When the experimental Mexican fashion label Sánchez-Kane debuted its “Latino Couture” fall collection in February, designer Bárbara Sánchez-Kane chose Mexico City’s Museo Experimental El Eco as the show venue. The gallery was an appropriate setting, given the clothes doubled as art. For the collection, Sánchez-Kane explored the idea of “Macho Sentimental,” twisting menswear signatures and reworking them to feel more non-binary. She showed everything from blazers slashed with cut-outs exposing the body, to fitted corset tops, ruffled white button-ups, and even full-on pink gowns printed with daisies. Modeling the genderless clothes was a cool cast of local characters, including the Mexican singer Pablo Osorio, all playing into Sánchez-Kane’s mission statement: To not only to create beautiful garments, but to foster a creative community in the city.
Sánchez-Kane is one of Mexico City’s most exciting brands to know at the moment, while Mexico’s fashion scene more generally is rapidly evolving. In Oaxaca, modeling agencies like Talento Espina are bringing underrepresented communities to the forefront, including Karen Vega, an 18-year-old Oaxacan beauty that recently landed in the pages of Vogue Mexico. In Mexico City, a number of exciting designers are also redefining what a traditional Mexican brand can look like; The Pack, for instance, is challenging menswear norms while honoring the style legacy of Charros. What makes Sánchez-Kane stand out in particular, however, is its long-standing emphasis on community.Photo: MikePhy
Founded in 2016, Sánchez-Kane is originally from the south of Mexico in Mérida, Yucatán. She began her line wanting to explore the intersection of fashion, art, and performance—combining all of these elements with the purpose of defying gendered fashion norms. “In Mexico, it’s a very dominant, macho country,” says Sánchez-Kane. “We're still fighting for a lot of things, like basic rights for women. I [wanted to make] clothing that anyone can wear.”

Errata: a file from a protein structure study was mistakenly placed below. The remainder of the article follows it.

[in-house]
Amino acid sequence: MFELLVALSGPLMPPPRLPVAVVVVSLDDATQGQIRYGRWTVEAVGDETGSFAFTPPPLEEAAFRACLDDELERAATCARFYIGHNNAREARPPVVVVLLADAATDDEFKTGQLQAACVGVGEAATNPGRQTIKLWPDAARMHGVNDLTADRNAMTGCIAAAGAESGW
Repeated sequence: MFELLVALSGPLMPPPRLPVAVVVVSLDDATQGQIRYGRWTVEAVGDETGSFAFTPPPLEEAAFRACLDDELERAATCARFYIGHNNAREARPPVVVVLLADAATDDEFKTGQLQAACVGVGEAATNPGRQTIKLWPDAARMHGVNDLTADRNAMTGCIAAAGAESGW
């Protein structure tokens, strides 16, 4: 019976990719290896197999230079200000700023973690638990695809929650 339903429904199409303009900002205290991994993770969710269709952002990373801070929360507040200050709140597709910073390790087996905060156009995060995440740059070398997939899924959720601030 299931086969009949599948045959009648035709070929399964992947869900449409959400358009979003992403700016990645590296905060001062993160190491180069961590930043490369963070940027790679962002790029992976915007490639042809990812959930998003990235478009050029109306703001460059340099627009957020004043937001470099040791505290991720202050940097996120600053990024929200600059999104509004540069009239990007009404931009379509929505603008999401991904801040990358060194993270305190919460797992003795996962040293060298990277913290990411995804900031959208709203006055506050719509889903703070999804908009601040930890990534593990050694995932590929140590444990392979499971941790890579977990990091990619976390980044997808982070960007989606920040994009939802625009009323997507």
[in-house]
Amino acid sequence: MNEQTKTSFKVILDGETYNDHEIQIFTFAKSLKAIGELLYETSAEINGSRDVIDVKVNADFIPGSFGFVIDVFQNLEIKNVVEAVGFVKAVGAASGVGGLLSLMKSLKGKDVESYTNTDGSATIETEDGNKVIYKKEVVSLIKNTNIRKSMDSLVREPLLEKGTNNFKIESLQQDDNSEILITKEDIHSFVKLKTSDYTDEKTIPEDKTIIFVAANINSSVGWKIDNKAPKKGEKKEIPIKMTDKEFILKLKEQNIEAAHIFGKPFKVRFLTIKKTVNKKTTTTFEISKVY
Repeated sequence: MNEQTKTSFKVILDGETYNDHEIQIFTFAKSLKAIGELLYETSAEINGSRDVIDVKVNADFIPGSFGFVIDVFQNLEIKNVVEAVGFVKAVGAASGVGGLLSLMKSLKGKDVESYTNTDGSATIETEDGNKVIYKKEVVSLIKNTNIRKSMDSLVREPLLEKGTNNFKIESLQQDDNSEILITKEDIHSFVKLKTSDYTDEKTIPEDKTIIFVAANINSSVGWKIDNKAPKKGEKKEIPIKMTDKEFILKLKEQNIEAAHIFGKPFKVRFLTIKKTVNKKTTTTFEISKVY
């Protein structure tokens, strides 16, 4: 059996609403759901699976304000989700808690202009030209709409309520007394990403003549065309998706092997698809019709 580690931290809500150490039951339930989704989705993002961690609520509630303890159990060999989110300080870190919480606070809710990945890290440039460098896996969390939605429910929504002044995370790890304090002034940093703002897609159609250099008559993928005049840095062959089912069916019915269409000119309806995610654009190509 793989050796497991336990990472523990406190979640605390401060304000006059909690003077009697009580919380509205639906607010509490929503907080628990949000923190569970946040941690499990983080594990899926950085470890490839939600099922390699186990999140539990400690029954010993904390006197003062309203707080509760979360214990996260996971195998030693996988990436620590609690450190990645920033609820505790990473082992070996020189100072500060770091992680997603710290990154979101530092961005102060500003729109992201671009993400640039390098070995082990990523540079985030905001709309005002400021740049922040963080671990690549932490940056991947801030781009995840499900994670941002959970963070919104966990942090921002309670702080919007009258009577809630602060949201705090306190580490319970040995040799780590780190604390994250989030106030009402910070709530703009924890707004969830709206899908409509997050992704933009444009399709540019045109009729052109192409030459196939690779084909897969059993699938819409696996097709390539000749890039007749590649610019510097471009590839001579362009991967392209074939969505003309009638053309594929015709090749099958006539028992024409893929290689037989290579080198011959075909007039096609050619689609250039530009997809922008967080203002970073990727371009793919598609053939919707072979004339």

Sánchez-Kane’s keen eye as a designer is thanks to her unusual background. She first studied industrial engineering in Mérida, but decided to pursue fashion at 22 following a health scare. “I had ovarian cancer, and that changed everything,” says Sánchez-Kane. “I was like, you need to do what you actually want to do and listen to yourself.” After overcoming cancer, she went on to study fashion in Florence and interned with Bernhard Willhelm in Los Angeles. These combined studies shine through in her work today, which riffs off twisted shapes and exaggerated proportions. “Engineering is all about experimentation with materials,” she says. “Pattern-making is very engineering, it’s being playful with structure.”Photo: MikePhyPhoto: Eugenio Andrade Schulz
All of the label’s pieces are made by local artists, and Sánchez-Kane enjoys the process of collaborating. “Every garment needs to tell a story,” she says. “I know everyone who produces it. I do experimental patterns in the atelier, and then everything is outsourced; denims, cottons, leathers. I go to the professionals.” She’s also partnered with other local brands, such as Varon Jewelry, on special one-off pieces. “There’s a community here and we support each other,” she says. “That's why I moved to Mexico City. If you're having a drink, you can turn around and start talking to someone, and [find out] this person does embroidery. People are very open with sharing their knowledge and their experiences.”
Sánchez-Kane says Mexico City itself inspires her just as much as its denizens. “Just going downtown, you will see all the inspirations of Sánchez-Kane,” she says. “Mexico is very kitschy; I like to play with the heritage.” She often incorporates traditional Mexican motifs into her clothes, particularly drawing from architecture in the city. For her “Latino Couture” collection, she even made a series of dresses that are inspired by the gift-wrap ribbons that you can buy from the city’s roadside stands.Photo: Eugenio Andrade Schulz
Though she is very much part of the change, Sánchez-Kane says he has been enjoying seeing Mexico’s fashion community take risks and break from the mold. “Fashion week has been going on for years, but it’s still very traditional,” she says.” There’s some brands coming up that have more identity instead of just [doing] cocktail dresses. That’s how I saw the scene when I was growing up: Cocktail dresses and wedding dresses.” She’s also been hopeful about seeing more Mexican representation in fashion outside of the country. “There’s more representation of the Latino community with models, and hopefully it’s not just a trend for big brands,” she says. “There’s a lot of power right now—even in this strange year.”Photo: MikePhy